13. Ethics: Develop a personally meaningful set of values to guide professional practice which reflect honesty, fairness, respectfulness, loyalty, composure and competence. (p.5-6)

The academic leaders were asked which of these they rated as most important and which they were most satisfied with the current development of in their students. Communication and problem solving were rated as most important with entrepreneurship at the end of that list. (Accountants tended to rate creativity and innovation lower than others). In terms of how well they think their colleges/schools are doing, academic leaders felt most confident about problem solving, digital literacy and communication and least about leadership and creativity/innovation. (However, confidence in the teaching of all 13 capabiliities ranged from 2.53/5 to 1.68/5, so across the board, there’s work to be done in this space)

There’s also an interesting breakdown of the pedagogical approaches that academic leaders in business colleges saw as being valuable in supporting these varying capabilities – I’m not sure if they were provided with a set list because the choices seem limited. Exams are nowhere to be seen though, which I find heartening.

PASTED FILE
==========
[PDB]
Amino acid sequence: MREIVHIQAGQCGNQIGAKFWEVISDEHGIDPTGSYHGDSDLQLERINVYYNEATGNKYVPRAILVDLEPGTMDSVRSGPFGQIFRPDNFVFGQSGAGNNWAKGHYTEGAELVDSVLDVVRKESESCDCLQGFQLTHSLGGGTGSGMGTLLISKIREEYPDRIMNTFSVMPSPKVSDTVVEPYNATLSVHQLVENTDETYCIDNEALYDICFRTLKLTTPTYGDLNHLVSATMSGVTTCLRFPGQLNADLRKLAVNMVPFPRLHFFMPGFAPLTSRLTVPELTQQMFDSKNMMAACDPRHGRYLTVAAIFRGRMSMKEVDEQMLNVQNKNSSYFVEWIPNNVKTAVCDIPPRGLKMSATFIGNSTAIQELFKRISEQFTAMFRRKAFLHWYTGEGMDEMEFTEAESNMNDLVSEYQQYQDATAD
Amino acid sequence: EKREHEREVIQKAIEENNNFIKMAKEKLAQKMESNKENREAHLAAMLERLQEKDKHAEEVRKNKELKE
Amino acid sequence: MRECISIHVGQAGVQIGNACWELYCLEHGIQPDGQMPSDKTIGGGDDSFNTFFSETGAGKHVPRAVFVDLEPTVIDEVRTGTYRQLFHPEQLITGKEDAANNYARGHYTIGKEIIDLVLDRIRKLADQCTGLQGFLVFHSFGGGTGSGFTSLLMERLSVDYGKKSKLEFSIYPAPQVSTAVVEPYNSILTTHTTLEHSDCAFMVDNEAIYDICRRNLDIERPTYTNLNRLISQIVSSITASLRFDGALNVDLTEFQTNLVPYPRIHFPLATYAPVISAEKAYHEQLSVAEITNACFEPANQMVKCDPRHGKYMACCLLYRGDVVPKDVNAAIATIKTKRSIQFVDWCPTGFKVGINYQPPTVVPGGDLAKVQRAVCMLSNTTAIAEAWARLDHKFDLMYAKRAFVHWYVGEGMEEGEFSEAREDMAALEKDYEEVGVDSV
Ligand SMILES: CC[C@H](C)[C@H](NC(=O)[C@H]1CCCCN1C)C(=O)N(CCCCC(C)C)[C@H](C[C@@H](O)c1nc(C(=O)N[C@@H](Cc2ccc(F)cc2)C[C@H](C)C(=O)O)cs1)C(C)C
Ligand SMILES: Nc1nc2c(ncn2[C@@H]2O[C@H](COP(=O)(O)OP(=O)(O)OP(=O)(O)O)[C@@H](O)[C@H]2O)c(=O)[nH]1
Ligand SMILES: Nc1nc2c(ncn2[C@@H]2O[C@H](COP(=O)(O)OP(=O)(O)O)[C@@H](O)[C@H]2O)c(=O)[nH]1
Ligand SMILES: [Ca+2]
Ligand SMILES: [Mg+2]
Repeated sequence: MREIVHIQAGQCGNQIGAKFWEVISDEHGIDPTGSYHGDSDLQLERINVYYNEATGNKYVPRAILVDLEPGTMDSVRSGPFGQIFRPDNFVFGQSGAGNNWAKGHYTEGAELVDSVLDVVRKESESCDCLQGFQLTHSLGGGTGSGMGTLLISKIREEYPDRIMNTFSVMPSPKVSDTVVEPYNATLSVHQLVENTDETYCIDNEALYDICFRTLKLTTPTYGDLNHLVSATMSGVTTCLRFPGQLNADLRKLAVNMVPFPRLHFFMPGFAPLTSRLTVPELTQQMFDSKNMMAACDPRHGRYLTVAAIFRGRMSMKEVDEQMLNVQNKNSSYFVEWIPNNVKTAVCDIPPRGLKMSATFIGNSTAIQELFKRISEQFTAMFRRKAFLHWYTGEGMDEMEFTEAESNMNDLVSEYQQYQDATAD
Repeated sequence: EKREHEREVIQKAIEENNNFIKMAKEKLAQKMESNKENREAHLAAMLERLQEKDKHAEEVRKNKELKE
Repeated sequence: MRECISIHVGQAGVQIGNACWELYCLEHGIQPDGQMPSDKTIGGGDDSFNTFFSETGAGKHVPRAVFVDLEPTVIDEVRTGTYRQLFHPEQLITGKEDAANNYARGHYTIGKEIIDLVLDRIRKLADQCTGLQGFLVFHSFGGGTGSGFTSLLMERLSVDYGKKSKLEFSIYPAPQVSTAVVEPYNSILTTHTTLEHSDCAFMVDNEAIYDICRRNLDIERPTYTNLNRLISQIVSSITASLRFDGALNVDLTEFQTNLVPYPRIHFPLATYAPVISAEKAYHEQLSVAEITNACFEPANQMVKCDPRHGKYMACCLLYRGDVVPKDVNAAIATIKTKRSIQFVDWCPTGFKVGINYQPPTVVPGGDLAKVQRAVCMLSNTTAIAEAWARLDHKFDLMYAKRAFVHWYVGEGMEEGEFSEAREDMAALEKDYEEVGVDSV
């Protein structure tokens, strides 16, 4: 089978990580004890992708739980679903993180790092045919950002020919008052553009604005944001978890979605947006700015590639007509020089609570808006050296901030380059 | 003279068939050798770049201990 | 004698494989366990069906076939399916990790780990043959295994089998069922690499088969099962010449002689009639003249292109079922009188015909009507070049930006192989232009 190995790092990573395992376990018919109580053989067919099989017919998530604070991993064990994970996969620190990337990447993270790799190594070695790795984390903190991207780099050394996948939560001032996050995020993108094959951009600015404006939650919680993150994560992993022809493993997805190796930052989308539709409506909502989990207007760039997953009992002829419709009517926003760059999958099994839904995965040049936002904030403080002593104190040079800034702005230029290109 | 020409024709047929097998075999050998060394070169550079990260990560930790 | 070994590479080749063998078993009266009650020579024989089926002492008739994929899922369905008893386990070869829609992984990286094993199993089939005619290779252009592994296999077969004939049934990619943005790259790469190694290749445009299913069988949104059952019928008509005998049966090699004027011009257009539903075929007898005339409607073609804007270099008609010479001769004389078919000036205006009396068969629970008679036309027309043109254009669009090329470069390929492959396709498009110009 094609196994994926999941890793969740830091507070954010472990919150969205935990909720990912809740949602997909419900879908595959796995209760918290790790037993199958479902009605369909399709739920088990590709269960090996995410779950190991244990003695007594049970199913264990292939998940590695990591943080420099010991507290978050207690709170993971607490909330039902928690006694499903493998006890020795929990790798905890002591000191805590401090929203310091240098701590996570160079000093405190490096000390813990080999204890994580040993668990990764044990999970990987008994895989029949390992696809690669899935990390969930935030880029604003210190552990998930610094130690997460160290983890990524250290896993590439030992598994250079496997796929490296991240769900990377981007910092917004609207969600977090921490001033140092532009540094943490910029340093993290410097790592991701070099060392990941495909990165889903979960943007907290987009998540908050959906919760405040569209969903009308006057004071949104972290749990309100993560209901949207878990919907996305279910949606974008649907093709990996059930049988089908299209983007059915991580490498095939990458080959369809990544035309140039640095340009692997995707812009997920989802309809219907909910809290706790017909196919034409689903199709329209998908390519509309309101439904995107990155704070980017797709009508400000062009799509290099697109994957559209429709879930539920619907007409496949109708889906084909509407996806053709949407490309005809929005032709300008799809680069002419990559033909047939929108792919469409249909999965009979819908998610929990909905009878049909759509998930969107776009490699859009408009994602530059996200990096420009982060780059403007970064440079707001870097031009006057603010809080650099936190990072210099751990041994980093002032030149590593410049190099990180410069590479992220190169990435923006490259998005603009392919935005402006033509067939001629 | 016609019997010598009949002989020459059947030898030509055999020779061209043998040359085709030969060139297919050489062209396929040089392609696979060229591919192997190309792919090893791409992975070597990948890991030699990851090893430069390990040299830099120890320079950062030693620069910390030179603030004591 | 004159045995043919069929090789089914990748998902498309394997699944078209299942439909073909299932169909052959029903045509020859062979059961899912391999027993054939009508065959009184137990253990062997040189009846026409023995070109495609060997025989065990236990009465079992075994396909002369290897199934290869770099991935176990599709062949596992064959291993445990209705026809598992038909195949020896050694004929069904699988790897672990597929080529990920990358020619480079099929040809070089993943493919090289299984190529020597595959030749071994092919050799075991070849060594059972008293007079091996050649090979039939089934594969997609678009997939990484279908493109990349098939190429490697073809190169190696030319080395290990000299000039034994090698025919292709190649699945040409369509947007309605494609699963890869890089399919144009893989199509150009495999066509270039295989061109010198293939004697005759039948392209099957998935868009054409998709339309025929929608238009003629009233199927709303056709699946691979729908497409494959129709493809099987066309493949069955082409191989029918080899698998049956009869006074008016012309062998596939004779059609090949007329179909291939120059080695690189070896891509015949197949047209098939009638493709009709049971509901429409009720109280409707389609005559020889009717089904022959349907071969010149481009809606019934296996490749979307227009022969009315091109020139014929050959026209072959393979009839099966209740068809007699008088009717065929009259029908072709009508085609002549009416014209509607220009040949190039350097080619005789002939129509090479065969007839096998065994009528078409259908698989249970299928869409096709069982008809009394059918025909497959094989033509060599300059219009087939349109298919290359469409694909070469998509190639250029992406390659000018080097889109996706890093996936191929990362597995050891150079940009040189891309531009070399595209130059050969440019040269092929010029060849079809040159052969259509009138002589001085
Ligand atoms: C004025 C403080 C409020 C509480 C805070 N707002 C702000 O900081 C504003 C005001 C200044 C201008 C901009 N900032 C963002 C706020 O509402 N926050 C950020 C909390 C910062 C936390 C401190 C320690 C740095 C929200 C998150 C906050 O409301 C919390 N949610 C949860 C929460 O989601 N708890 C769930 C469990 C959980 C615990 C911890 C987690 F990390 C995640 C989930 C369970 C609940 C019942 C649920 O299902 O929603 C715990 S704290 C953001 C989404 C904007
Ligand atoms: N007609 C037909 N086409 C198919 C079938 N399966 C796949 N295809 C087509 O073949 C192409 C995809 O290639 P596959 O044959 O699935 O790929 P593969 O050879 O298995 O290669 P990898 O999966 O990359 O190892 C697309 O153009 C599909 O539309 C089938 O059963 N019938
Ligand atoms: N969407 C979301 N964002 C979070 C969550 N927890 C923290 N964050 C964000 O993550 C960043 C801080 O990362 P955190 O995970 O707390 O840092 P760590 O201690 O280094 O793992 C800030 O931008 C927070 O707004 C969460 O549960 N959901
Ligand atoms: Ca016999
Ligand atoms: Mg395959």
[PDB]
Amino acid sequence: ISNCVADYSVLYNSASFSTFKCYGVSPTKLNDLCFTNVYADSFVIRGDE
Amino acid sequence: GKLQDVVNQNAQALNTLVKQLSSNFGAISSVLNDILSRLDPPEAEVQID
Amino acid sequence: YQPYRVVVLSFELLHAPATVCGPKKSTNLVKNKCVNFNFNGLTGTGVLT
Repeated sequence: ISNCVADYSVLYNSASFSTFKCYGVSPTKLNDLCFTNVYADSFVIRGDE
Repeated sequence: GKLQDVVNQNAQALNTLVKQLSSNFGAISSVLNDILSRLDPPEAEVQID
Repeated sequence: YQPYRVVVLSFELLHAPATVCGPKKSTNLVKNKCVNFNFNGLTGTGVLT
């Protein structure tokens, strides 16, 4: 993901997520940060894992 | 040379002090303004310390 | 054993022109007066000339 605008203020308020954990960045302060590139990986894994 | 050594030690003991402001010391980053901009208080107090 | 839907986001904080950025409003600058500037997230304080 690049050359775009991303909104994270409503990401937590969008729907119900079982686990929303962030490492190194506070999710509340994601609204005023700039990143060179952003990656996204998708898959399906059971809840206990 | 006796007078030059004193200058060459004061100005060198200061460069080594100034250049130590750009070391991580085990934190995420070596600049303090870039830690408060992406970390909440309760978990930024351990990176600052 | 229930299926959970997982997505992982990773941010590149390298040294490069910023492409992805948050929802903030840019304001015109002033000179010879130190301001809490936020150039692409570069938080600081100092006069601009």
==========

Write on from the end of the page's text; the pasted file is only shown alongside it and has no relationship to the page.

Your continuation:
1. Problem solving: Ranked in order of decreasing importance, respondents indicated: 1. Case studies; 2. Projects; 3. Work-placement; and 4. Simulations, might be effective ways to assess a student’s ability to solve problems.
2. Communication: Case studies, projects, presentations and written work appear to be the most favoured ways to assess a student’s ability to communicate.
3. Teamwork: Group projects and work placements appear to be the most favoured ways to assess a student’s ability to work in a team.
4. Leadership: Projects appear to be the most favoured ways to assess a student’s ability to lead a team.
5. Digital literacy: Projects, simulations and assignments appear to be the most favoured ways to assess a student’s digital literacy.
6. Self-management: Projects and work placements appear to be the most favoured ways to assess a student’s ability to self-manage.
7. Creativity and innovation: Projects appears to be the most favoured way to assess a student’s creativity and innovation.
8. Entrepreneurship: Projects perhaps within a business context appears to be the most favoured way to assess a student’s entrepreneurial skills.
9. Social responsibility: Projects and Case studies appear to be the most favoured ways to assess a student’s sense of social responsibility.
10. Cultural awareness: International study and work tours appear to be the most favoured ways to assess a student’s cultural awareness.
11. Business Sustainability: Case studies, work placements and projects appear to be the most favoured ways to assess a student’s understanding of sustainability in a business context.
12. Professional judgement: Case studies, work placements and simulations appear to be the most favoured ways to assess a student’s professional judgement skills.